ANKARA, Turkey - Turkey has agreed to allow U.S. warplanes to fly over its territory for a war with Iraq, a Turkish military official said.
Two air corridors will be opened for the U.S. aircraft, the official said, speaking on customary condition of anonymity.
The U.S. flights will begin immediately, private CNN-Turk television reported.
Turkey earlier delayed opening its airspace to U.S. warplanes despite parliamentary approval for the overflights, insisting the United States agree to its demands to move Turkish troops into northern Iraq.
It was not immediately clear how the issue was resolved.
Turkey's parliament voted Thursday to let the United States use the airspace, a measure that would allow strike aircraft on carriers in the Mediterranean to fly more directly into Iraq. The United States could also use Turkish airspace to ferry troops into northern Iraq.
After parliament's approval, the United States still needed the Turkish government's go-ahead.
The resolution passed by parliament also would allow Turkey to move its own forces into northern Iraq.
The United States opposes any unilateral move by Turkey into northern Iraq. Washington has warned that a Turkish incursion could lead to friendly fire incidents with U.S. forces. Iraqi Kurdish groups say the move could lead to clashes.
Negotiations also had been locked over Turkish demands that the U.S. military provide information on the type of planes, their mission, and their destination ahead of the overflights, a Turkish military official said n condition of anonymity. The United States wanted to be able to use the airspace without prior notification.
The Turkish military official said Turkey was concerned that if it opened its airspace, the United States would begin flying troops across Turkey into the Kurdish-controlled areas of northern Iraq.
Turkey fears instability in that border region and is looking to move its own troops into the area.
The United States also wanted to use refueling aircraft based at Incirlik air base in southern Turkey, but Turkey had balked at their use, saying it would not be part of the airspace agreement.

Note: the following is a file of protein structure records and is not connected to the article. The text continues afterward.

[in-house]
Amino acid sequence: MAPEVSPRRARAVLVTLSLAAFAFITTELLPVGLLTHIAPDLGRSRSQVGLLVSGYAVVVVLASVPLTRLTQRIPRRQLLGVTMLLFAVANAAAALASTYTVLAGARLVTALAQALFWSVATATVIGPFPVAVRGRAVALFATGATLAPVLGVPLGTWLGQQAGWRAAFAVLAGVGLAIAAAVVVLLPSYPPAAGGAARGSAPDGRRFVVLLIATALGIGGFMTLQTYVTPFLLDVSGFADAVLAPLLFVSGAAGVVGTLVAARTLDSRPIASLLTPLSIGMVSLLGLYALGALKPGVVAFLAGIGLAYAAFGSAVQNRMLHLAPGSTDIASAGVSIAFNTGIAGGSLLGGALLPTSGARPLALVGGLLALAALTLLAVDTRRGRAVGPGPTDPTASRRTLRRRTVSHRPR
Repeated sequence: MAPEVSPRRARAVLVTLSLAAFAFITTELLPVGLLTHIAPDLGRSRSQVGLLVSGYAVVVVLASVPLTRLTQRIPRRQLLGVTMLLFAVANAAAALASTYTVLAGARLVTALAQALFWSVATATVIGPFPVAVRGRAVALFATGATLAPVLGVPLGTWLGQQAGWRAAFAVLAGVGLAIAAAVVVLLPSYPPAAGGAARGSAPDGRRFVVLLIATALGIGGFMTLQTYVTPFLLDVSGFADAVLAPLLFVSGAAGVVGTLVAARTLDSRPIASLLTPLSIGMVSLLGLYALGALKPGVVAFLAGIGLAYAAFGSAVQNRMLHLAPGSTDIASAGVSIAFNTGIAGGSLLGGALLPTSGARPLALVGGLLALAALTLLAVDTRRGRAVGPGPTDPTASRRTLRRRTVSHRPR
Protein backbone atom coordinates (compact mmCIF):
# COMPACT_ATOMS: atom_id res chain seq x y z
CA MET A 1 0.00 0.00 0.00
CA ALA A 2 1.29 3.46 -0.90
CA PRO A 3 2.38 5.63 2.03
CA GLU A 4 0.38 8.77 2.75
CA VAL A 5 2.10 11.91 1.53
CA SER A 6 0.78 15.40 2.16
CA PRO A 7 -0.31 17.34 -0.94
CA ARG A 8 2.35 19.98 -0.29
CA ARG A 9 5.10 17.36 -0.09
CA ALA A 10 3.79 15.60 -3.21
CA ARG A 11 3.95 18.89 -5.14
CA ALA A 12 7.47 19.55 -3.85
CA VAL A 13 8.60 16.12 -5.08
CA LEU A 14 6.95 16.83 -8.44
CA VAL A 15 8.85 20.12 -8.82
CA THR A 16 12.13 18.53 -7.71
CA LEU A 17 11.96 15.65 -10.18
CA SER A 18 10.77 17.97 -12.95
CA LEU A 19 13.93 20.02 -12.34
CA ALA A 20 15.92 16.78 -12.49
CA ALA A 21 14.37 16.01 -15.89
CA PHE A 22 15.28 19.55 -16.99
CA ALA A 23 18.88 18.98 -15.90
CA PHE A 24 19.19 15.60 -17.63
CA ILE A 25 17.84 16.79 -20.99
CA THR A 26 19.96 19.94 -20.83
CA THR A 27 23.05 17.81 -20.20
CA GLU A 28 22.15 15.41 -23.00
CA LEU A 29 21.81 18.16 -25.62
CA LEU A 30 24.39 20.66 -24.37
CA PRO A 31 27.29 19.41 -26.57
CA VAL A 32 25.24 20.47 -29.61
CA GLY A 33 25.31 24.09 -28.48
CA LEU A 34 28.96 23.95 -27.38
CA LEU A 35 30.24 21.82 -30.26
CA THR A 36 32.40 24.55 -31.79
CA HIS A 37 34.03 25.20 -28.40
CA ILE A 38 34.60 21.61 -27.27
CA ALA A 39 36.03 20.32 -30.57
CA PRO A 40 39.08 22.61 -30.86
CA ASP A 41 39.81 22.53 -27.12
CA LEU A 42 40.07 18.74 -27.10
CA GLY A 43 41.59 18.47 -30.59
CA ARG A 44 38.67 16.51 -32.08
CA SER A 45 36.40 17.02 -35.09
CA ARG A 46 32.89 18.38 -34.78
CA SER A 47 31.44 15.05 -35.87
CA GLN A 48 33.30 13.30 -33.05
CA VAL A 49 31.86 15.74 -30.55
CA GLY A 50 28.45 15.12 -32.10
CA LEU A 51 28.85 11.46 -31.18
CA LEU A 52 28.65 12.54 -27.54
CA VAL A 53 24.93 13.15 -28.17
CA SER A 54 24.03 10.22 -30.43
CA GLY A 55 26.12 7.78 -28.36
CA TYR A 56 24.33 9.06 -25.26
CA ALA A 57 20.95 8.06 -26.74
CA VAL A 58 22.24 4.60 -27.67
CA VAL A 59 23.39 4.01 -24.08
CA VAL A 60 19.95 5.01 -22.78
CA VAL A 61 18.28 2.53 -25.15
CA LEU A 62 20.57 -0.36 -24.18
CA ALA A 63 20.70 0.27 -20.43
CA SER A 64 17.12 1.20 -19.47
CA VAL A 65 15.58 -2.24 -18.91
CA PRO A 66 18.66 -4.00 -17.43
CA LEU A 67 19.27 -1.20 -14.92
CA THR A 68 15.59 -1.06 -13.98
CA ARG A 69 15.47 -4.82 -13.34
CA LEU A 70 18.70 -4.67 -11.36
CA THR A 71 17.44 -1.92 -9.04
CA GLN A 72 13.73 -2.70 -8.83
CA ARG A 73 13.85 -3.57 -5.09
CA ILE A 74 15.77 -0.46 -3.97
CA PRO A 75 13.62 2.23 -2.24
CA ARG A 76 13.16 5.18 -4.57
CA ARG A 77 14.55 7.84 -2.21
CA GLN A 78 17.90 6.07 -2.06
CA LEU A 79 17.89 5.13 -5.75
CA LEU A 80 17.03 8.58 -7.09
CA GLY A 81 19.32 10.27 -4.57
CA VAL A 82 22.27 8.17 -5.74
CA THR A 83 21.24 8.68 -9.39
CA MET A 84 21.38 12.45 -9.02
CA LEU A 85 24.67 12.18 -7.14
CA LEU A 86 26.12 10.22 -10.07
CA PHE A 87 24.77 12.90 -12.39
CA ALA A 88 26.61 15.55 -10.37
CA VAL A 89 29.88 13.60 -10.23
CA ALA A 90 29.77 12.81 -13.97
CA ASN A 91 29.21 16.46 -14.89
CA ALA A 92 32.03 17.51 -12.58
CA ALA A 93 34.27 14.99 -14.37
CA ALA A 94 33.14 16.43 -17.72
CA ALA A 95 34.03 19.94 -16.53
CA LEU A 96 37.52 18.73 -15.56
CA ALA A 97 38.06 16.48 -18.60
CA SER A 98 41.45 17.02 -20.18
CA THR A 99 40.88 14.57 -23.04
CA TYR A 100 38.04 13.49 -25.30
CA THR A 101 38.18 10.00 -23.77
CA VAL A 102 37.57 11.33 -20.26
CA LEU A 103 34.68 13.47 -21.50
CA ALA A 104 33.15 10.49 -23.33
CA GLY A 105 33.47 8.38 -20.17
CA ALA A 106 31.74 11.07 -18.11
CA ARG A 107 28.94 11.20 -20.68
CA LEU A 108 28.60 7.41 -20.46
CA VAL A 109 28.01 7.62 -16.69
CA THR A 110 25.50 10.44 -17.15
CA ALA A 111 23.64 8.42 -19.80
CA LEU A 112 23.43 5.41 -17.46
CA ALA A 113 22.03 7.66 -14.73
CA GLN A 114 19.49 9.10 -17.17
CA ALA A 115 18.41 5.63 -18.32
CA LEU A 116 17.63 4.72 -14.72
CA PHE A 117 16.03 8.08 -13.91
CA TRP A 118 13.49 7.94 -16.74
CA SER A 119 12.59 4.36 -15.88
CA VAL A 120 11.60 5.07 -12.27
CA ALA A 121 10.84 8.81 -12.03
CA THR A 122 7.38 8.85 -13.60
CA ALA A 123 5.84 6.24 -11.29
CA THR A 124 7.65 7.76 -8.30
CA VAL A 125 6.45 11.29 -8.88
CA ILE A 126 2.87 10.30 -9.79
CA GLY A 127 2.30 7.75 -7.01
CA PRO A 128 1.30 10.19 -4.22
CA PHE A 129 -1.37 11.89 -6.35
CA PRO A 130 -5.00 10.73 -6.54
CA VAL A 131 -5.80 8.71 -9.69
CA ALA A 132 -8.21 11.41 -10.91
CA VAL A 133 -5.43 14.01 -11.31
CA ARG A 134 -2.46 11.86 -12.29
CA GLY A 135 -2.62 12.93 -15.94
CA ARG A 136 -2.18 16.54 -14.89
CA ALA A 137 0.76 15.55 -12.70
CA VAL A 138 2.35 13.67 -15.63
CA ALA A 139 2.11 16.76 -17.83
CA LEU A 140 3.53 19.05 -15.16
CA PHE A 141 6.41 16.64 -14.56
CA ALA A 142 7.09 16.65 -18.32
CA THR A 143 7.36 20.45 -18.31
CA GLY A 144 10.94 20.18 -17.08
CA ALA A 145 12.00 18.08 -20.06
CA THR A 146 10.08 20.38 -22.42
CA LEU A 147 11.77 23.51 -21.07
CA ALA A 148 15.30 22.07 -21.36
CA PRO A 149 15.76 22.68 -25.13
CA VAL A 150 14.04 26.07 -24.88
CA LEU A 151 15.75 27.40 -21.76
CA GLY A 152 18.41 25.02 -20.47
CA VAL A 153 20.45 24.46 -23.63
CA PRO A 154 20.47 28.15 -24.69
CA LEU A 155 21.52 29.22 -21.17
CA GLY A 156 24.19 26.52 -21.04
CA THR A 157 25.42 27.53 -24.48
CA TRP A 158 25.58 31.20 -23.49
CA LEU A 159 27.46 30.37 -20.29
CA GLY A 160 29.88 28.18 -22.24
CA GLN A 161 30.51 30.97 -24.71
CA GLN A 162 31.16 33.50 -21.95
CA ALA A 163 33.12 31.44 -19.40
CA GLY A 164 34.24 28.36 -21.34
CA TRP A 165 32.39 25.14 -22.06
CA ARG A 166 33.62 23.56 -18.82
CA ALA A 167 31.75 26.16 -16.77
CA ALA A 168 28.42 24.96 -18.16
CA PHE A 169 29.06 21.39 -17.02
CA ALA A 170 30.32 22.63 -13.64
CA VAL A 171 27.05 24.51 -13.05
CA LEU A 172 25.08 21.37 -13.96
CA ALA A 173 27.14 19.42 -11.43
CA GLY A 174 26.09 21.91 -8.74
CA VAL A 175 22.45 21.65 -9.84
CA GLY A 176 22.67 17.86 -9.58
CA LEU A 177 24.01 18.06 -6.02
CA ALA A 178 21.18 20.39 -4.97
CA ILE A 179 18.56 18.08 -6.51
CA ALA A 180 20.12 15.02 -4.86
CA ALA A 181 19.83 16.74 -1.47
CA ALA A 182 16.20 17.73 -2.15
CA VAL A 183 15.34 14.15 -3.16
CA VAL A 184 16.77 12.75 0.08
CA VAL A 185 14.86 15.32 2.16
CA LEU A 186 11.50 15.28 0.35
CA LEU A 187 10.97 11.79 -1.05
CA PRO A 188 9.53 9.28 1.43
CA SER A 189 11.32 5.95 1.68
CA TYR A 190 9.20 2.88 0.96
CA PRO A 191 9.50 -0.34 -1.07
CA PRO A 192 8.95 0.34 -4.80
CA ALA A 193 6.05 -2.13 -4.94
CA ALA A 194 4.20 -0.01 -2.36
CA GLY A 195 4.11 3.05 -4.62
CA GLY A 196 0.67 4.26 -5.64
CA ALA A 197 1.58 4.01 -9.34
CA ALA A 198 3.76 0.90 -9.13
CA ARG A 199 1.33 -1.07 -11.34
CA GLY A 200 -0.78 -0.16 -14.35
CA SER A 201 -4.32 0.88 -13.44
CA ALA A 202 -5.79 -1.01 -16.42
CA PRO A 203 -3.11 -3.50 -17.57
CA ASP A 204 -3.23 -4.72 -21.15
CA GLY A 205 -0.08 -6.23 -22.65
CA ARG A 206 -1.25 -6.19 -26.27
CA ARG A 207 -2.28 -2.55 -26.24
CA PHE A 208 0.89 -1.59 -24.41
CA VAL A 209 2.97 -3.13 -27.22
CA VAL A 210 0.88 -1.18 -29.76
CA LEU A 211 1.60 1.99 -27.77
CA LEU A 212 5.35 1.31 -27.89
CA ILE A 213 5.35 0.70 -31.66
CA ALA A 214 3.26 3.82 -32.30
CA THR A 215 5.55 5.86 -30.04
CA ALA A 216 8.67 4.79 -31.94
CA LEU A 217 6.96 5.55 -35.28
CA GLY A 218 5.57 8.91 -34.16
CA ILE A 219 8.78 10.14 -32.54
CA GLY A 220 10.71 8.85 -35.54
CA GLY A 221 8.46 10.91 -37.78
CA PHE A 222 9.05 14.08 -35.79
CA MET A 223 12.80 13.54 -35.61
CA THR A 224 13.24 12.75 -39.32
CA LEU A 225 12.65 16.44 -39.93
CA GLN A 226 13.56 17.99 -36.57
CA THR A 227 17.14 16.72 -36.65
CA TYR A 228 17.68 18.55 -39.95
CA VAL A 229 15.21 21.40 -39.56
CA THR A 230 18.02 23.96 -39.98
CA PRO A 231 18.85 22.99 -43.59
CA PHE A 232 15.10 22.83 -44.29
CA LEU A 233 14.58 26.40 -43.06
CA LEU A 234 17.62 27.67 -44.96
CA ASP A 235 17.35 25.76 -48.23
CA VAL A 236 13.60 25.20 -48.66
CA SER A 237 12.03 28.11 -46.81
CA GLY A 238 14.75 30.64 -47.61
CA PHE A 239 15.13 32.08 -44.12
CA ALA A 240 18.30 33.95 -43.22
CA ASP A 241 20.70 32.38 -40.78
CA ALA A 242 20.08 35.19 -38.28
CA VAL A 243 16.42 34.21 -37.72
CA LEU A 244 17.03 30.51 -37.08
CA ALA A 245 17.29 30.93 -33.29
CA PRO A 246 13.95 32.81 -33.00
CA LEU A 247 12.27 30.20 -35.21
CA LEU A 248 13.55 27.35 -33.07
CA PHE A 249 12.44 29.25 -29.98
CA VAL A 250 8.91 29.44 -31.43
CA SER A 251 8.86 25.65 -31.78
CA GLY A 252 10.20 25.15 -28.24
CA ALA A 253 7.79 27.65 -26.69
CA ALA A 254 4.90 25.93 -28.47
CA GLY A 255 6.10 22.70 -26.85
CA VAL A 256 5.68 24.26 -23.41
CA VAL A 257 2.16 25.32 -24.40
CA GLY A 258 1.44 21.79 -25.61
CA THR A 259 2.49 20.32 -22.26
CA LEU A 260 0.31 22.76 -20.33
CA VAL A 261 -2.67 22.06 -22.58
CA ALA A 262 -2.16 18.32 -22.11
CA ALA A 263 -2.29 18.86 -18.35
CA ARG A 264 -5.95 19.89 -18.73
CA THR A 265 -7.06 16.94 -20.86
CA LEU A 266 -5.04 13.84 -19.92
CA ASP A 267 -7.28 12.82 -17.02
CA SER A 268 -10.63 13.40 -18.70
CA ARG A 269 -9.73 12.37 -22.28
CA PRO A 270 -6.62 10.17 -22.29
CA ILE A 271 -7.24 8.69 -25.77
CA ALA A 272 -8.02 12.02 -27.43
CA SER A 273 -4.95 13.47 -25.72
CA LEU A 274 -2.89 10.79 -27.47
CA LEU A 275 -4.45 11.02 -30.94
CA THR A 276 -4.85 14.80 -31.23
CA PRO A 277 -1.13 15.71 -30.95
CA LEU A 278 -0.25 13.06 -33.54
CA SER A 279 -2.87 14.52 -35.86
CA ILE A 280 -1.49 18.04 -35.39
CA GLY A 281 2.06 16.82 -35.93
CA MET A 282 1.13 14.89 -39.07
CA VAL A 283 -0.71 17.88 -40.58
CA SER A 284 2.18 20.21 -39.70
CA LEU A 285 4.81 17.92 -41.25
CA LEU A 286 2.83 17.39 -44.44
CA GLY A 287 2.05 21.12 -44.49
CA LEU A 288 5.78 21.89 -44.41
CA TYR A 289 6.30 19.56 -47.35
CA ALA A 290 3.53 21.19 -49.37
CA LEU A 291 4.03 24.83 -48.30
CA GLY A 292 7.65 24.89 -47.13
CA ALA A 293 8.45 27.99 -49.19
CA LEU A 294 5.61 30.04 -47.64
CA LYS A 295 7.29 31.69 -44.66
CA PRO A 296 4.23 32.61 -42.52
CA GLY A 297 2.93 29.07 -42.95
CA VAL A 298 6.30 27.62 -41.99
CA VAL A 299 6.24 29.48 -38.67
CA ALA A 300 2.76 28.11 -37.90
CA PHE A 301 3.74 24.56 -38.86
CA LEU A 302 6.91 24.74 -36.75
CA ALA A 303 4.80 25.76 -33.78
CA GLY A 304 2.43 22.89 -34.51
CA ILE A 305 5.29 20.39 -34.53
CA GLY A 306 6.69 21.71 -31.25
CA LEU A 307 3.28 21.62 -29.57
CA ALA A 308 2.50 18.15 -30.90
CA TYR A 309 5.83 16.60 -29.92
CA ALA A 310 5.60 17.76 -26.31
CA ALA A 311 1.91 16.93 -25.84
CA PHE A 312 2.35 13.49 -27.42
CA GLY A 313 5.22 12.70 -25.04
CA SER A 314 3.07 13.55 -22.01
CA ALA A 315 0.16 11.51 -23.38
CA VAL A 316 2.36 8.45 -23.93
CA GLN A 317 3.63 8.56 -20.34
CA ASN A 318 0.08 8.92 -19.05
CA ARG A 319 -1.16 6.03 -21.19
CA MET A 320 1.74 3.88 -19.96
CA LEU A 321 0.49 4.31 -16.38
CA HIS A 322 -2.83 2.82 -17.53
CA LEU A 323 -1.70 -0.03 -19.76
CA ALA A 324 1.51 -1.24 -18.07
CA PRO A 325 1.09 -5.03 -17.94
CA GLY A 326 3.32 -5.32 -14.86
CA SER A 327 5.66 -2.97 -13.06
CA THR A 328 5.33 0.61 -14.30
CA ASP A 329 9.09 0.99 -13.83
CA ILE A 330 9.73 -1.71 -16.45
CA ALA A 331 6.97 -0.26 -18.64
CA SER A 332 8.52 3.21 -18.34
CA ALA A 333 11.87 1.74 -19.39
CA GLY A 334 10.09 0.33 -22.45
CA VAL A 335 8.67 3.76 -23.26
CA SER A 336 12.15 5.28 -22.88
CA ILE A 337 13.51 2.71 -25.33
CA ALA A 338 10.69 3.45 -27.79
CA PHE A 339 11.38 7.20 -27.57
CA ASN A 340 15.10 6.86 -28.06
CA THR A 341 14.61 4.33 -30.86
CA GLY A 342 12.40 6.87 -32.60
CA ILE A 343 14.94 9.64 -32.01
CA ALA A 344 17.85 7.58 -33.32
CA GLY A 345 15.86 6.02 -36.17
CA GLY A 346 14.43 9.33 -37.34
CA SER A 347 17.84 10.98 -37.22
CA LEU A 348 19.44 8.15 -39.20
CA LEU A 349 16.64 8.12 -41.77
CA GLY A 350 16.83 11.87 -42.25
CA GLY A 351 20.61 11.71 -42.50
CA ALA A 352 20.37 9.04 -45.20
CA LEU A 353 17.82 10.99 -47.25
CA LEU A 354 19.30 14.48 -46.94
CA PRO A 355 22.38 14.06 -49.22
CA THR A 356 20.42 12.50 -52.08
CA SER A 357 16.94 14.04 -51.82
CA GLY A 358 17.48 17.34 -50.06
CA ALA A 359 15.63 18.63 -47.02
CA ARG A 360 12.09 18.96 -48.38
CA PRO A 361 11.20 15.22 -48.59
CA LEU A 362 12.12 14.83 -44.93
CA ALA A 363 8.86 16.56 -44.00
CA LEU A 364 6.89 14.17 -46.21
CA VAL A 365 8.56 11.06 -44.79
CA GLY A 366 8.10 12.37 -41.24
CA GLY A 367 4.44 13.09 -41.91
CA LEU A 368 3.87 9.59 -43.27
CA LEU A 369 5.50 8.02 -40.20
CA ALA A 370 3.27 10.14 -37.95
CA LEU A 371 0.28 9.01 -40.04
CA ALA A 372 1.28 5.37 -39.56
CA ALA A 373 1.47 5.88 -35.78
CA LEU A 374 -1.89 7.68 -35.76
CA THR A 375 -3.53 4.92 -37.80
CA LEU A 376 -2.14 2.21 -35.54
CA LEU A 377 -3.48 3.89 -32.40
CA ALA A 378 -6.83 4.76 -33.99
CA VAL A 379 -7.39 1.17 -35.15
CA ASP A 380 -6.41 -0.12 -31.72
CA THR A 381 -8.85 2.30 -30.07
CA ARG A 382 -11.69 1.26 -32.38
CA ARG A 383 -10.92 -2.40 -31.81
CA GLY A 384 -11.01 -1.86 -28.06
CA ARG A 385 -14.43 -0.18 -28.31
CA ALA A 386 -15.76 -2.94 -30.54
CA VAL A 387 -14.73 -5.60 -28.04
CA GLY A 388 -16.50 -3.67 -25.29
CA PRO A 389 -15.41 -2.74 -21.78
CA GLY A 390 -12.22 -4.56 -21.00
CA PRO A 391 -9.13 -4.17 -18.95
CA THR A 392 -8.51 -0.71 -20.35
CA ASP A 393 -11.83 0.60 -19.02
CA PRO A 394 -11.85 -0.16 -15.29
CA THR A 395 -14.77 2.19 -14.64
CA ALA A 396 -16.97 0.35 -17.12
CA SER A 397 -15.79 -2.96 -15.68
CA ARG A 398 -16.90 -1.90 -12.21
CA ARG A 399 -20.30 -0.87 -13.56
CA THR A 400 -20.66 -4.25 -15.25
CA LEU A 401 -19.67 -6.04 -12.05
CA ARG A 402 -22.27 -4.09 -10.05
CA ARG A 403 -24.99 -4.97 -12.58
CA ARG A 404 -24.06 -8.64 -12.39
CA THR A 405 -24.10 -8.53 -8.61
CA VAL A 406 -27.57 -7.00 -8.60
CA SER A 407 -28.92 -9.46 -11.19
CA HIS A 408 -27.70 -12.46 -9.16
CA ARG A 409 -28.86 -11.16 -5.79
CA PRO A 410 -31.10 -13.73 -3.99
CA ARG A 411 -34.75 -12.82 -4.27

U.S. warplanes based in Incirlik have been used to patrol a no-fly zone over northern Iraq and the refuelers were used as part of that mission.
U.S. Ambassador Robert Pearson held extensive talks with top foreign ministry officials Thursday and Friday.
Thursday's vote granting overflight rights followed intense lobbying by the United States, but fell far short of Washington's original request to send 62,000 soldiers to Turkey to open up a northern front against Iraq that would divide the Iraqi army.
Polls show up to 94 percent of Turks are against a war against Iraq, opposition that contributed to months of delays by Turkey's government.
U.S. State Department spokesman Richard Boucher welcomed the vote granting airspace rights, but said the United States remained ''opposed to unilateral action by Turkey or by any party in northern Iraq.''
Parliament earlier this month failed to pass a resolution that would have let in U.S. ground troops for an Iraq invasion.
The United States had offered Turkey a package of $15 billion in loans and grants if it lets in U.S. troops for a ground war. But the United States withdrew the aid package as war drew closer and it became clear that even if Turkey voted in favor, the U.S. military would not have time to bring in the units.